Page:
Thursday, May 6, 2021

Saints for Today: Charles Lwanga & Companions (1886)

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Jean M. Lee, M.A., D.Min., is a licensed behavioral health and substance abuse counselor, founding a nonprofit, state-licensed behavior health counseling agency and Christian gift/book store. Volunteer work includes: Jail ministry, Legion of Mary membership, door-to-door evangelization, and writing a weekly newspaper column titled “Faith and Inspiration: Encyclopedia of Saints for Today.” A Catholic revert after 32 years away from the Church, she is devout in the Catholic faith, loves the saints, and lives a deeper spiritual/religious and more joyful life since returning to the Church.

Feast Day: June 03

Charles was from Uganda and was abused as a page as a young man under the rule of King Mwanga of Baganda in Uganda. Charles became head of pages and wanted to protect other young pages, converting them to Catholicism.

King Mwanga was a cruel and capricious ruler. One of his first acts, after becoming king at the age of eighteen, was to order the beheading of James Hannington, the missionary and newly appointed Anglican bishop. The Christian missionaries, the king believed, were the advance guard of encroaching European powers, they were tempting his people to abandon their traditional way sand thus posed a threat to his own rule. What is more, they also reproached his habit of demanding sexual favors from the young men who served as his pages.

In May 1886 Mwanga summoned all his pages captured by his warriors and ordered the Christians among them to step forward. Fifteen of them approached, including the eldest, twenty-four-year old catechist Charles Lwanga, as well as the youngest, a boy of thirteen whom Charles had baptized the night before. The king told them to deny their faith but they said they would remain Christians “until death.” The king then ordered all of them put to death.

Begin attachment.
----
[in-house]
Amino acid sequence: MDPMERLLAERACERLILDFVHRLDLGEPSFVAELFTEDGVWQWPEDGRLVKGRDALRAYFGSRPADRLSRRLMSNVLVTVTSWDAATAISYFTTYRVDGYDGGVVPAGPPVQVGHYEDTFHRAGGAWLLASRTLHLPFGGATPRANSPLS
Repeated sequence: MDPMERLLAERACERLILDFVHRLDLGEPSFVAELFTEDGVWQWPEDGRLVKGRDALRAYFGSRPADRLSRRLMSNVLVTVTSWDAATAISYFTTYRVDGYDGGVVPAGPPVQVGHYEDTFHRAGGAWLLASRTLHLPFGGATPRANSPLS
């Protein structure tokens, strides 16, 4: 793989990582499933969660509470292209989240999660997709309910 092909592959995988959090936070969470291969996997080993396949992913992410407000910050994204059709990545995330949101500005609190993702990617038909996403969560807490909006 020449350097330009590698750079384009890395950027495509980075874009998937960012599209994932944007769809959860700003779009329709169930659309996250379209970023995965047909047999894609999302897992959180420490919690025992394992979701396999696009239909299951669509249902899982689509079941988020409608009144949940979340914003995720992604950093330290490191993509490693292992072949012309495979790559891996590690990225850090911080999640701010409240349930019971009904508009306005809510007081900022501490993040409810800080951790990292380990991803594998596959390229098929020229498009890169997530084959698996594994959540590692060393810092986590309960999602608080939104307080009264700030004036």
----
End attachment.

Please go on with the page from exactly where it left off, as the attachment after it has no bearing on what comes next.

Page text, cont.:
The group was marched to an execution spot on Lake Victoria, more than sixteen miles away. There they were wrapped in reeds, stacked on a pyre, and set aflame. As they faced their horrific deaths, their exemplary courage and cheerfulness were comparable with those of the early Christians. The martyrs offered no protest, but simply murmured their prayers. Lwanga’s very last words were “My God.”

Reports of these deaths, and many more in succeeding weeks, spread quickly, resulting in many conversions to Christianity. The martyrs were canonized in 1964 by Pope Paul VI, who made a pilgrimage to their shrine.

“Poor, foolish man…you are burning me, but it is as if you were pouring water on my body.” – St. Charles Lwanga

 

BIBLIOGRAPHY:
Ellsberg, Robert. “Blessed Among Us: Day by Day with Saintly Witnesses.” Collegeville, MN: Liturgical Press, 2016.
Paul, Tessa, and Consultant, Reverend Ronald Creighton-Jobe. “An Illustrated Dictionary of Saints.” Wigston, Leicestershire: Anness Publishing, 2011.
Trigilio, Rev. John, Ph.D, Th.D, and Rev. Kenneth Brighenti, Ph.D. “Saints for Dummies.” Hoboken, NJ: Wiley Publishing, 2010.

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